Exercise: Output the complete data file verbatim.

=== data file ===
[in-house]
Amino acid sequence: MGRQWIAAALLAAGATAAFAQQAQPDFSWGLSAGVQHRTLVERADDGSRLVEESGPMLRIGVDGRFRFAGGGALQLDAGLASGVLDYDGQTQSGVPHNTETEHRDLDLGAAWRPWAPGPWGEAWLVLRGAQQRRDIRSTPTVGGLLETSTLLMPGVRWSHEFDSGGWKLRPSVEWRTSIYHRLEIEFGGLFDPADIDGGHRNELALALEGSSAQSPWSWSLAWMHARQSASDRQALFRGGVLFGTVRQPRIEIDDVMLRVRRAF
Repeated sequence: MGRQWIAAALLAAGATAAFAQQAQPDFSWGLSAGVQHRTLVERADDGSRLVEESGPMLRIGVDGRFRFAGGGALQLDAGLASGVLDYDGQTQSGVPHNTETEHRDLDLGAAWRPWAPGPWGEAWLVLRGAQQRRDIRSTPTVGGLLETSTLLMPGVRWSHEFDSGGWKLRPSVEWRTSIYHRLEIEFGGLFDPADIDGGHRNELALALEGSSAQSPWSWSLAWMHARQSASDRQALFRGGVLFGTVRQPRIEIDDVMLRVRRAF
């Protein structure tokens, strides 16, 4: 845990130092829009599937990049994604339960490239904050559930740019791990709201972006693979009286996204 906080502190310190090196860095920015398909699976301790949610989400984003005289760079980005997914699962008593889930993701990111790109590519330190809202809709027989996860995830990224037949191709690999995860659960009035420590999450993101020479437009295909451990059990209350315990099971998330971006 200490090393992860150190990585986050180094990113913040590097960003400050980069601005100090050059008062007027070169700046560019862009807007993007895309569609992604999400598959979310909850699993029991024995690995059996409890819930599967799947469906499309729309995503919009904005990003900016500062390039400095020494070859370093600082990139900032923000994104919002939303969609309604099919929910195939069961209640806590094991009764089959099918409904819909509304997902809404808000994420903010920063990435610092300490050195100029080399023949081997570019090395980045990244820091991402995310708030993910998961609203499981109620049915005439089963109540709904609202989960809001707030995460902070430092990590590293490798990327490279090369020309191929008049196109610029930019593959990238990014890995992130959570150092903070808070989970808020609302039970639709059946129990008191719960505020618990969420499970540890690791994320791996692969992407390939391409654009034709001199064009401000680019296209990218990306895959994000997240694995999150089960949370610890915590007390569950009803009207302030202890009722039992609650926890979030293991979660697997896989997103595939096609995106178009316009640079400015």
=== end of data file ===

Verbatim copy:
[in-house]
Amino acid sequence: MGRQWIAAALLAAGATAAFAQQAQPDFSWGLSAGVQHRTLVERADDGSRLVEESGPMLRIGVDGRFRFAGGGALQLDAGLASGVLDYDGQTQSGVPHNTETEHRDLDLGAAWRPWAPGPWGEAWLVLRGAQQRRDIRSTPTVGGLLETSTLLMPGVRWSHEFDSGGWKLRPSVEWRTSIYHRLEIEFGGLFDPADIDGGHRNELALALEGSSAQSPWSWSLAWMHARQSASDRQALFRGGVLFGTVRQPRIEIDDVMLRVRRAF
Repeated sequence: MGRQWIAAALLAAGATAAFAQQAQPDFSWGLSAGVQHRTLVERADDGSRLVEESGPMLRIGVDGRFRFAGGGALQLDAGLASGVLDYDGQTQSGVPHNTETEHRDLDLGAAWRPWAPGPWGEAWLVLRGAQQRRDIRSTPTVGGLLETSTLLMPGVRWSHEFDSGGWKLRPSVEWRTSIYHRLEIEFGGLFDPADIDGGHRNELALALEGSSAQSPWSWSLAWMHARQSASDRQALFRGGVLFGTVRQPRIEIDDVMLRVRRAF
């Protein structure tokens, strides 16, 4: 845990130092829009599937990049994604339960490239904050559930740019791990709201972006693979009286996204 906080502190310190090196860095920015398909699976301790949610989400984003005289760079980005997914699962008593889930993701990111790109590519330190809202809709027989996860995830990224037949191709690999995860659960009035420590999450993101020479437009295909451990059990209350315990099971998330971006 200490090393992860150190990585986050180094990113913040590097960003400050980069601005100090050059008062007027070169700046560019862009807007993007895309569609992604999400598959979310909850699993029991024995690995059996409890819930599967799947469906499309729309995503919009904005990003900016500062390039400095020494070859370093600082990139900032923000994104919002939303969609309604099919929910195939069961209640806590094991009764089959099918409904819909509304997902809404808000994420903010920063990435610092300490050195100029080399023949081997570019090395980045990244820091991402995310708030993910998961609203499981109620049915005439089963109540709904609202989960809001707030995460902070430092990590590293490798990327490279090369020309191929008049196109610029930019593959990238990014890995992130959570150092903070808070989970808020609302039970639709059946129990008191719960505020618990969420499970540890690791994320791996692969992407390939391409654009034709001199064009401000680019296209990218990306895959994000997240694995999150089960949370610890915590007390569950009803009207302030202890009722039992609650926890979030293991979660697997896989997103595939096609995106178009316009640079400015």